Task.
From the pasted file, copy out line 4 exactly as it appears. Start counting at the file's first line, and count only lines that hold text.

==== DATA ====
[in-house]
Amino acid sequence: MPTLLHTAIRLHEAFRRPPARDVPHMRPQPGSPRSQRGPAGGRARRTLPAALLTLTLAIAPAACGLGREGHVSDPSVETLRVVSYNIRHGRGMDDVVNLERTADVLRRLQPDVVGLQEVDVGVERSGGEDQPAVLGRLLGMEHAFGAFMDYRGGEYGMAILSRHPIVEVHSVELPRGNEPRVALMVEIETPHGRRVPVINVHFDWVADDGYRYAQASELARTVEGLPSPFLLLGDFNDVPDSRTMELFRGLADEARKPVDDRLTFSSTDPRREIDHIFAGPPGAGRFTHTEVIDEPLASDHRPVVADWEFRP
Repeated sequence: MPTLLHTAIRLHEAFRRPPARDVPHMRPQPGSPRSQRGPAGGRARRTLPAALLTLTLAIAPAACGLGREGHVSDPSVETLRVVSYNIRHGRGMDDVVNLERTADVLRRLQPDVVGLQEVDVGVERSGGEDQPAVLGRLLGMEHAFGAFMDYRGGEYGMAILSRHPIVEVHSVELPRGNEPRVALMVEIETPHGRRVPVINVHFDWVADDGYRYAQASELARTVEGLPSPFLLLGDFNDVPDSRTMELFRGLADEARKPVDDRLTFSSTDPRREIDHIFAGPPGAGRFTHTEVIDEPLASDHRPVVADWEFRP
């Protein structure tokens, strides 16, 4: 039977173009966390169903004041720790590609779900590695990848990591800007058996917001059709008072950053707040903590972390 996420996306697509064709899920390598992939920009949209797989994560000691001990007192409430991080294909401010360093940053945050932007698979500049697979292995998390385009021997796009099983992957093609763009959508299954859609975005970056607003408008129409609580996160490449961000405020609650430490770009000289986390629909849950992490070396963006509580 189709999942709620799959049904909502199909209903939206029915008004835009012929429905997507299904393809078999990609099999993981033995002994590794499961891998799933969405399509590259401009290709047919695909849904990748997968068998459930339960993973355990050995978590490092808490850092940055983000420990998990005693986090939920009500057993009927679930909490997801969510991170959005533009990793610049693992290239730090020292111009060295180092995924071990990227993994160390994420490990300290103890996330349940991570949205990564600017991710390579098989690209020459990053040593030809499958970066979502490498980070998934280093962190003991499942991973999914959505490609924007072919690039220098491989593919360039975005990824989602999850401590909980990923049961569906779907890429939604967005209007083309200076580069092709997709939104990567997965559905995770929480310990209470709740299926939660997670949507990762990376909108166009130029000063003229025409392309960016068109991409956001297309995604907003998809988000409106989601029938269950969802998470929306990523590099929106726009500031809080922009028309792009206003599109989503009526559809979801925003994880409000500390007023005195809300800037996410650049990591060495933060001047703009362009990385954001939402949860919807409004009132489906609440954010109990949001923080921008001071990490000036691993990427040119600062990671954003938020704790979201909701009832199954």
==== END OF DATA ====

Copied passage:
């Protein structure tokens, strides 16, 4: 039977173009966390169903004041720790590609779900590695990848990591800007058996917001059709008072950053707040903590972390 996420996306697509064709899920390598992939920009949209797989994560000691001990007192409430991080294909401010360093940053945050932007698979500049697979292995998390385009021997796009099983992957093609763009959508299954859609975005970056607003408008129409609580996160490449961000405020609650430490770009000289986390629909849950992490070396963006509580 189709999942709620799959049904909502199909209903939206029915008004835009012929429905997507299904393809078999990609099999993981033995002994590794499961891998799933969405399509590259401009290709047919695909849904990748997968068998459930339960993973355990050995978590490092808490850092940055983000420990998990005693986090939920009500057993009927679930909490997801969510991170959005533009990793610049693992290239730090020292111009060295180092995924071990990227993994160390994420490990300290103890996330349940991570949205990564600017991710390579098989690209020459990053040593030809499958970066979502490498980070998934280093962190003991499942991973999914959505490609924007072919690039220098491989593919360039975005990824989602999850401590909980990923049961569906779907890429939604967005209007083309200076580069092709997709939104990567997965559905995770929480310990209470709740299926939660997670949507990762990376909108166009130029000063003229025409392309960016068109991409956001297309995604907003998809988000409106989601029938269950969802998470929306990523590099929106726009500031809080922009028309792009206003599109989503009526559809979801925003994880409000500390007023005195809300800037996410650049990591060495933060001047703009362009990385954001939402949860919807409004009132489906609440954010109990949001923080921008001071990490000036691993990427040119600062990671954003938020704790979201909701009832199954």